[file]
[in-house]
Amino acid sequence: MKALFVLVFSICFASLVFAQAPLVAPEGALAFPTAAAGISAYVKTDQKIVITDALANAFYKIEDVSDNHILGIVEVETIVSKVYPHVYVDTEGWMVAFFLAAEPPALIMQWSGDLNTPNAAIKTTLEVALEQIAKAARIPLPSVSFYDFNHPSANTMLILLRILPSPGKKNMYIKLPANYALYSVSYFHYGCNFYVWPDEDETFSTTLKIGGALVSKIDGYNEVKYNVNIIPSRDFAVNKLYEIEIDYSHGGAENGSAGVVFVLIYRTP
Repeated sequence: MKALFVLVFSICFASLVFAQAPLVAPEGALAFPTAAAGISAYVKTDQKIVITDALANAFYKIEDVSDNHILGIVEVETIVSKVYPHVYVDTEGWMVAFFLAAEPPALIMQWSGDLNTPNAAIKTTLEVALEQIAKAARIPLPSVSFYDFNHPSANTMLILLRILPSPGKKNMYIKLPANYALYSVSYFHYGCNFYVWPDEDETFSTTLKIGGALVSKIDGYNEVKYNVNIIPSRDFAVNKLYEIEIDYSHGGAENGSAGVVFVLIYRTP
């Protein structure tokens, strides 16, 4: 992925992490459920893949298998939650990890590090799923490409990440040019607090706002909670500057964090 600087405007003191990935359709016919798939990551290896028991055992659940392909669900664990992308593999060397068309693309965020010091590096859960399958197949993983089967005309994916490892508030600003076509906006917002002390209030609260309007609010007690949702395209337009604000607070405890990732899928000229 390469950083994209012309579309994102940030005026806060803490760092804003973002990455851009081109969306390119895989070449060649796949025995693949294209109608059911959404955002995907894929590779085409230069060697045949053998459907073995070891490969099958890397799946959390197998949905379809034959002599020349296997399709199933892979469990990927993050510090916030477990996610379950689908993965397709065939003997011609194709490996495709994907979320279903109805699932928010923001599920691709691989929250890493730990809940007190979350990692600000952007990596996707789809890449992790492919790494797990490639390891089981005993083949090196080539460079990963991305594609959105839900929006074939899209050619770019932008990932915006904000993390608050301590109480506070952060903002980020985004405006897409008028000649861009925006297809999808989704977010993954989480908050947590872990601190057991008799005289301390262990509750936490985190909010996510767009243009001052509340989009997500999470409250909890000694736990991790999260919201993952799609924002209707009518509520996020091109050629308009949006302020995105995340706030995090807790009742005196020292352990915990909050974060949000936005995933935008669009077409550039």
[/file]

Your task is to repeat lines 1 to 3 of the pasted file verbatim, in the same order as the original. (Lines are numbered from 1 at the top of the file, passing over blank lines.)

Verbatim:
[in-house]
Amino acid sequence: MKALFVLVFSICFASLVFAQAPLVAPEGALAFPTAAAGISAYVKTDQKIVITDALANAFYKIEDVSDNHILGIVEVETIVSKVYPHVYVDTEGWMVAFFLAAEPPALIMQWSGDLNTPNAAIKTTLEVALEQIAKAARIPLPSVSFYDFNHPSANTMLILLRILPSPGKKNMYIKLPANYALYSVSYFHYGCNFYVWPDEDETFSTTLKIGGALVSKIDGYNEVKYNVNIIPSRDFAVNKLYEIEIDYSHGGAENGSAGVVFVLIYRTP
Repeated sequence: MKALFVLVFSICFASLVFAQAPLVAPEGALAFPTAAAGISAYVKTDQKIVITDALANAFYKIEDVSDNHILGIVEVETIVSKVYPHVYVDTEGWMVAFFLAAEPPALIMQWSGDLNTPNAAIKTTLEVALEQIAKAARIPLPSVSFYDFNHPSANTMLILLRILPSPGKKNMYIKLPANYALYSVSYFHYGCNFYVWPDEDETFSTTLKIGGALVSKIDGYNEVKYNVNIIPSRDFAVNKLYEIEIDYSHGGAENGSAGVVFVLIYRTP